Monday, February 27, 2012

Shallows: Tips and Tricks

I spent a little time at WEBS the other day, shopping for yarn for a Shallows scarf. There were so many contenders, so many lovely fingering weights to choose from! But in the end I decided to go with the same yarn I used for my Shallows cowl—Swans Island Organic Merino.

That might seem unadventurous—but if you love a yarn, why not go back to it? And then there was the matter of color—I found myself circling back again and again to the lone skein of the beautiful raspberry colorway.

Raspberry Shallows Scarf Start
Pattern: Shallows by Bonnie Sennott
Yarn: Swans Island Certified Organic Merino Fingering, Raspberry
Needle: US4/3.5mm

I'm modifying the pattern to make it a bit wider. The cowl sample was 7 inches wide; this scarf will be approximately 8.5 inches. If you'd like to make a wider Shallows, cast on 55 stitches. You'll also need more beads—my modified scarf will use 136 in all. I'm also making it longer by adding rows in the stockinette sections.

When I was about ten inches in, I decided to block it, to see what width and length I could expect. One reason I like circular needles for flat knitting is that it's easy to block a piece right on the needle. I slid the knitting to the center of cable, soaked it in Eucalan and cold water for 25 minutes, then pinned it out.

Raspberry Shallows Scarf

To get crisp, even edges, I used blocking wires. I threaded the wire under stitches on each side of the scarf, then used pins to hold the wires in place. I also used pins to accentuate the scallops.

I like to wait a good 24 hours, sometimes longer, to take lace off the wires. Even when it feels dry to the touch, the yarn may still have some moisture in it. (Of course, with gift knitting, this isn't always possible!)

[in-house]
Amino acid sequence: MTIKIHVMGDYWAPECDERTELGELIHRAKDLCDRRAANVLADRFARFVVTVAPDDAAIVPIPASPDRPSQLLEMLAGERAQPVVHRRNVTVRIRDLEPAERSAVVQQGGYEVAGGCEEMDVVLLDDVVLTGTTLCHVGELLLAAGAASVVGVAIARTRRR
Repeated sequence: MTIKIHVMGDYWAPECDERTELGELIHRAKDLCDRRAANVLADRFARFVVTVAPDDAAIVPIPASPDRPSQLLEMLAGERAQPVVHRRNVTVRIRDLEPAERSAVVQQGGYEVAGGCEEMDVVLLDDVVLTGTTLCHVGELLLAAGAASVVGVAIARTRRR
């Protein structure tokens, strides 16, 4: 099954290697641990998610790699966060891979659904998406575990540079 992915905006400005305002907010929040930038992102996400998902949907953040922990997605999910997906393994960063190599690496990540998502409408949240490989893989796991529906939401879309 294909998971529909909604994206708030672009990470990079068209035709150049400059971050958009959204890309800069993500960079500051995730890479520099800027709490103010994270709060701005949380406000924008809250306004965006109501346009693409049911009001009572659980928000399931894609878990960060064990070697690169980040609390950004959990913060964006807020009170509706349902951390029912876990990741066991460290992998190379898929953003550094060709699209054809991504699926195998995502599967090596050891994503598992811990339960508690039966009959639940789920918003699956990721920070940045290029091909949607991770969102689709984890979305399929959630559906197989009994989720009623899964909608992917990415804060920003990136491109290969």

Do you use wires when blocking lace? And where do you block your lace projects? I usually put towels or a spare sheet on the living room rug. There's plenty of space, I can leave it overnight, and the rug really holds the pins well.

I'm using stitch markers to set off the lace repeats (you can see them on the needle in the first photo). But because markers can sometimes cause subtle but noticeable ladders in stockinette, I'm removing them during the stockinette sections. To keep them handy, I put them on a locking stitch marker and attach that near the cast-on edge.

Raspberry Shallows in 

While the scarf was blocking, I could see that I was having a bit of a problem with "rowing out" in the stockinette section (my wrong-side purl stitches were sometimes looser than the right-side knit stitches). I decided it wasn't bad enough to warrant ripping back, but to prevent it going forward I'm now using a smaller needle for purling the wrong-side rows during the stockinette sections. That seems to be correcting the problem.

If you're knitting Shallows, or just new to lace knitting, I hope you'll find these tips helpful. Bonne chance!


KnitNana said...

Oh that's a pretty color! Thank you for the suggestions, yes, I do block lace, and I usually use the puzzle-piece blocking mat and wires I picked up at Knitpicks. I think those puzzle pieces are available anywhere. I get lots of "help" when I'm pinning out a piece (The Tonk LOVES the wires), so I do it on the floor of my bedroom and then the kitties are shut out of the room while it dries. :)

adrienne *+*(^_^) +*+ said...

Very pretty scarf. I knit continental and for a while was having some issues with looser purl stitches. I think it's the way the needle enters the stitch while purling that tends to stretch the stitch out a bit more then when knitting. I started holding my needles at a more perpendicular angle when purling and it doesn't seem to stretch the purl stitch out as much so the stitches look more uniform. 0.o

Bonnie said...

Thanks for the tip, Adrienne!

Betsey said...

Thanks for the lace tips!

Anonymous said...

This is absolutely lovely. I may venture into lace with this.

Susan said...

Very very pretty scarf- Shallows is going right into my queue! Like KnitNana, I also block lace on interlocking blocking mats and use wires. I can put the mats together to fit a project of any shape. Plus if needed, I can move my project to another room while it's drying.

miek 2 said...

thank you for explaining how to block knitware. i thought i had to steam it or iron it, but luckely i read your story hahaha.
i`m new to lace knitting and have knitted when i was young.
but i like it again, with so manny new things to use.
greetings from holland

KPiep said...

You have the most fabulous light for your pictures!

I do love that raspberry. I have a very similar yarn in my stash and it needs a purpose.